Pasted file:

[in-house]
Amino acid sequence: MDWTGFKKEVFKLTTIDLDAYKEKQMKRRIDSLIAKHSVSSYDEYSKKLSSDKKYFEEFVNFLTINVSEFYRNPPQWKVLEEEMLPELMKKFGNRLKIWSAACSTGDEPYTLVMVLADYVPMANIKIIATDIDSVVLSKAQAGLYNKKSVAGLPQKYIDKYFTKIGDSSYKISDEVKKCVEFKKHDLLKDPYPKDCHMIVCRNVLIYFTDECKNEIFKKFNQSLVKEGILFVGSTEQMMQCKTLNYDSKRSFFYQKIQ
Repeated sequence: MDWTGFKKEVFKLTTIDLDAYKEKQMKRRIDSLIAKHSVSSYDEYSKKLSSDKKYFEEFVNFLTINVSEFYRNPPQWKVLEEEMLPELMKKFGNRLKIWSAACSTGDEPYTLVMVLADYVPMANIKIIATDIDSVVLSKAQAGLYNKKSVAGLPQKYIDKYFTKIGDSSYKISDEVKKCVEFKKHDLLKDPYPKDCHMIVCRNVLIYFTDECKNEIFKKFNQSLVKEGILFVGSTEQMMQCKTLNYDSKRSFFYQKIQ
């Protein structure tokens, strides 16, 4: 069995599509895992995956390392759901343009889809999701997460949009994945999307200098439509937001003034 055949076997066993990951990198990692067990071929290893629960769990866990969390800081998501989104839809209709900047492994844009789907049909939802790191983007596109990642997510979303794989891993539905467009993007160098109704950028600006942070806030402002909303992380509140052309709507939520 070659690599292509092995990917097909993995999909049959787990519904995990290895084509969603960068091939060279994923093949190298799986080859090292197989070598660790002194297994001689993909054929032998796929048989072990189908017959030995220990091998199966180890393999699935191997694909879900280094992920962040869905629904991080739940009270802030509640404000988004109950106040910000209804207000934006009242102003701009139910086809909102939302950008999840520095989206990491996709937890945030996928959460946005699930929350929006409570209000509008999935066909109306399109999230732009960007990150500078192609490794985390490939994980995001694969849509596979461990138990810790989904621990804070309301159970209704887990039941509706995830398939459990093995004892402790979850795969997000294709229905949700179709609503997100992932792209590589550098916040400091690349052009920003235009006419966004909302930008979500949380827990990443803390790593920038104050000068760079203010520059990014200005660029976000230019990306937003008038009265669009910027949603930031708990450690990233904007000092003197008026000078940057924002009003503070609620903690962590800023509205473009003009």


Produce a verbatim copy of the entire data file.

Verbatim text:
[in-house]
Amino acid sequence: MDWTGFKKEVFKLTTIDLDAYKEKQMKRRIDSLIAKHSVSSYDEYSKKLSSDKKYFEEFVNFLTINVSEFYRNPPQWKVLEEEMLPELMKKFGNRLKIWSAACSTGDEPYTLVMVLADYVPMANIKIIATDIDSVVLSKAQAGLYNKKSVAGLPQKYIDKYFTKIGDSSYKISDEVKKCVEFKKHDLLKDPYPKDCHMIVCRNVLIYFTDECKNEIFKKFNQSLVKEGILFVGSTEQMMQCKTLNYDSKRSFFYQKIQ
Repeated sequence: MDWTGFKKEVFKLTTIDLDAYKEKQMKRRIDSLIAKHSVSSYDEYSKKLSSDKKYFEEFVNFLTINVSEFYRNPPQWKVLEEEMLPELMKKFGNRLKIWSAACSTGDEPYTLVMVLADYVPMANIKIIATDIDSVVLSKAQAGLYNKKSVAGLPQKYIDKYFTKIGDSSYKISDEVKKCVEFKKHDLLKDPYPKDCHMIVCRNVLIYFTDECKNEIFKKFNQSLVKEGILFVGSTEQMMQCKTLNYDSKRSFFYQKIQ
């Protein structure tokens, strides 16, 4: 069995599509895992995956390392759901343009889809999701997460949009994945999307200098439509937001003034 055949076997066993990951990198990692067990071929290893629960769990866990969390800081998501989104839809209709900047492994844009789907049909939802790191983007596109990642997510979303794989891993539905467009993007160098109704950028600006942070806030402002909303992380509140052309709507939520 070659690599292509092995990917097909993995999909049959787990519904995990290895084509969603960068091939060279994923093949190298799986080859090292197989070598660790002194297994001689993909054929032998796929048989072990189908017959030995220990091998199966180890393999699935191997694909879900280094992920962040869905629904991080739940009270802030509640404000988004109950106040910000209804207000934006009242102003701009139910086809909102939302950008999840520095989206990491996709937890945030996928959460946005699930929350929006409570209000509008999935066909109306399109999230732009960007990150500078192609490794985390490939994980995001694969849509596979461990138990810790989904621990804070309301159970209704887990039941509706995830398939459990093995004892402790979850795969997000294709229905949700179709609503997100992932792209590589550098916040400091690349052009920003235009006419966004909302930008979500949380827990990443803390790593920038104050000068760079203010520059990014200005660029976000230019990306937003008038009265669009910027949603930031708990450690990233904007000092003197008026000078940057924002009003503070609620903690962590800023509205473009003009």